Featured Research Projects
One consequence of the widespread use of social media is the mining and monitoring of the data that such usage produces. Social media monitoring, as this phenomenon is known, involves the use of a range of methods to monitor the social media activity of ordinary social media users and key influencers, in order to gain insights into public opinion, mood, networks and relationships.
Rapid advances in digital technologies have converged with research, organisations and everyday experience to dissolve the boundaries between disciplines, institutions and practices. The Digital Economy ‘Communities and Culture’ Network+ (CCNetwork+), led by ICS' Dr Helen Thornham, engages with transformations, bringing them together with a wider public through direct engagements, innovative methods and digital resources.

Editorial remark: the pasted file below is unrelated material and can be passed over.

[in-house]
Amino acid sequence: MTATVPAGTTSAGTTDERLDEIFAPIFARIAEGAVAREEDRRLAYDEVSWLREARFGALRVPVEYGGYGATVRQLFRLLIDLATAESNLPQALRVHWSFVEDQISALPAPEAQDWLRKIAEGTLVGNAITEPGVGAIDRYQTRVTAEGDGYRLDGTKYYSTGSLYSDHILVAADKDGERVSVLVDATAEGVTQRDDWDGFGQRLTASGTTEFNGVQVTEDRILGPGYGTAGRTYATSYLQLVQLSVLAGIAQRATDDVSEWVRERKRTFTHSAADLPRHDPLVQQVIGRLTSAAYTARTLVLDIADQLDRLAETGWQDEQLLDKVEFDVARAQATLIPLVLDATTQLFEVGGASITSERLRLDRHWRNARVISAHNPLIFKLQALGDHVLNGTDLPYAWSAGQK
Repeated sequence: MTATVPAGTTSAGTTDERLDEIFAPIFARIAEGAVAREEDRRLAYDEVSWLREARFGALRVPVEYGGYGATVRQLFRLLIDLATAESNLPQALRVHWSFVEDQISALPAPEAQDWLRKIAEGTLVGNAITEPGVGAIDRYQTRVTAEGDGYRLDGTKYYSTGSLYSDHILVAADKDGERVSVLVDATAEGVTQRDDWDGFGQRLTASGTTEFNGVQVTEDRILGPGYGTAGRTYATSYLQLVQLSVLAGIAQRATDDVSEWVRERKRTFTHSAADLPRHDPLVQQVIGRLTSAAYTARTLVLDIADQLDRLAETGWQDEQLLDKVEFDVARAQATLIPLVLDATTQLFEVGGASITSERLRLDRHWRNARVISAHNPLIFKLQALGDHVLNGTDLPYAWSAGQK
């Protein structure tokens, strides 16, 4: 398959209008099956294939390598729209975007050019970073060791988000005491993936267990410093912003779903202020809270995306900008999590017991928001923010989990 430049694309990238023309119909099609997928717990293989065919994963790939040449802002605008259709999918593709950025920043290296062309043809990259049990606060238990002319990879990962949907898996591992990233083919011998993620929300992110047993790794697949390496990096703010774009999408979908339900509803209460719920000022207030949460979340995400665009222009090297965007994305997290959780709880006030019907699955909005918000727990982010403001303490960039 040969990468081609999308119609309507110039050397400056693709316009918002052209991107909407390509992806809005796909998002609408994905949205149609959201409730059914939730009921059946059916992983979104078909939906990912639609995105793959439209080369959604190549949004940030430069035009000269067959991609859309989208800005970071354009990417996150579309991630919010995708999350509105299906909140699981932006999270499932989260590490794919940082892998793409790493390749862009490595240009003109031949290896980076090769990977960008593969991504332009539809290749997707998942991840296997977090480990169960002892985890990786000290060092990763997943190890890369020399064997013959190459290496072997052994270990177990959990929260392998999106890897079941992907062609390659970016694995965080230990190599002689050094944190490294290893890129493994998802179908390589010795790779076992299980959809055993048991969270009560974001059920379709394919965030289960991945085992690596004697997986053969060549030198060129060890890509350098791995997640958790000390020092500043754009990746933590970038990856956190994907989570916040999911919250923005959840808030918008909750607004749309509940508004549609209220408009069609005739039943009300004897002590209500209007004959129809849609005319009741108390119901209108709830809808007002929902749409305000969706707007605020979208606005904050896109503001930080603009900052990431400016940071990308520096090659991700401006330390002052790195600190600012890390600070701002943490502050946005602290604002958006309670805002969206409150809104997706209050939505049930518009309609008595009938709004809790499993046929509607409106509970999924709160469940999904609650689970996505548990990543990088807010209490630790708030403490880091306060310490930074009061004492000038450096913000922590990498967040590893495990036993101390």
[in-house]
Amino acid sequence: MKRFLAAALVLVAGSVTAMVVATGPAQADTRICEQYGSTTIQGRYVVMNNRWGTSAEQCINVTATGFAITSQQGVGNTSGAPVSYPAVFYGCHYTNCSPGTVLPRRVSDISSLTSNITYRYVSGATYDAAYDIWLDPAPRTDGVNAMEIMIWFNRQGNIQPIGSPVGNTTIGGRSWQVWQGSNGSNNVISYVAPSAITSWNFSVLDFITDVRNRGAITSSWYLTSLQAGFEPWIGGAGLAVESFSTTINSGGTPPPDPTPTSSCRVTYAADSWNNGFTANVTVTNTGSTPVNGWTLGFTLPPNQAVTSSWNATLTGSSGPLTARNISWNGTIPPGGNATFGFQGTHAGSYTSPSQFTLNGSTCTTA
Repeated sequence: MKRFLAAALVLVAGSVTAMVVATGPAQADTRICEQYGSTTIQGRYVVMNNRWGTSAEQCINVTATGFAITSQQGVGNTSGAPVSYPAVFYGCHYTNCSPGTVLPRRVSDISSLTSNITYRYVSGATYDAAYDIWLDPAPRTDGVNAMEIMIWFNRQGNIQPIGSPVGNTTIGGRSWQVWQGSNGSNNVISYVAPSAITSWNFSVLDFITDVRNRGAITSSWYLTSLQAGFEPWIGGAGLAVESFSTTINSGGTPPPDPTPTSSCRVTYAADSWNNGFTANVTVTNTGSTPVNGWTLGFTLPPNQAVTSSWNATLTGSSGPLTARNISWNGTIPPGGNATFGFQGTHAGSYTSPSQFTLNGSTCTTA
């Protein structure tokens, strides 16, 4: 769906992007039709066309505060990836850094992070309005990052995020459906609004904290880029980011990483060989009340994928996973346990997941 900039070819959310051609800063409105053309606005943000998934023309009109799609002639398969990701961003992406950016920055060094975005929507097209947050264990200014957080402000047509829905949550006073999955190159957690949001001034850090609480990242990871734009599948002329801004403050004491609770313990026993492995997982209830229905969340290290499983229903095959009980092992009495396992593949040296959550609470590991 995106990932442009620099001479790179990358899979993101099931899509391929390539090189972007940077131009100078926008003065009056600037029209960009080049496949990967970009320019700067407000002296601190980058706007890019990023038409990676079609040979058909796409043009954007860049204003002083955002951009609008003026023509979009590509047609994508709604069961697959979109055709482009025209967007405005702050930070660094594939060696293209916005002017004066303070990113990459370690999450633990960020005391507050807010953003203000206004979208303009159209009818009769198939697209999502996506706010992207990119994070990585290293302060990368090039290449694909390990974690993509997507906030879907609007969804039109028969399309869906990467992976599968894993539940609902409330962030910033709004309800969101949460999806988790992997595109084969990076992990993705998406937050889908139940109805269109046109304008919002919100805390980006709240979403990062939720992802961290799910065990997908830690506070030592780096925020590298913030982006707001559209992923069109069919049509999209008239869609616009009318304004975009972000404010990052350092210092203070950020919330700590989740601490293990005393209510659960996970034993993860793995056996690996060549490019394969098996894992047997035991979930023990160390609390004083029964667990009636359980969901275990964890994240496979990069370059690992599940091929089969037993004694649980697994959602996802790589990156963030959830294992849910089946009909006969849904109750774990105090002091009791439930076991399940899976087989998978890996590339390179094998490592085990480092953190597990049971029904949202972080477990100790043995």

This AHRC-funded research project, commencing January 2012, seeks to explore how cultural policy is shaped. More specifically it asks: What have been the major forces shaping cultural policy during the three Labour administrations of 1997 to 2010? How might we understand the relations between economic, social and cultural goals of cultural policy ‘after neo-liberalism’?
This project is an attempt to understand how a range of diverse media practices contribute to the production of news within the city of Leeds.
This ESRC-funded project was awarded to a team of ICS researchers and began in June 2011. The research is focused on the different ways in which government policymakers, music producers, and music users discuss copyright.
‘A review of web design education in the UK’ is a collaboration between the Institute of Communications Studies at the University of Leeds and the W3C (World Wide Web Consortium)’s Web Education Community Group. The research aims to review the state of undergraduate web design education in the UK and to explore the extent to which web standards and web accessibility, two core aspects of professional web design and front-end development, are embedded in web design curricula.
This project, which is funded by the Paul Hamlyn Foundation and conducted in collaboration with the Speakers’ Corner Trust, aims to learn about the barriers facing 11-18 year-olds in speaking out in public about issues that concern them.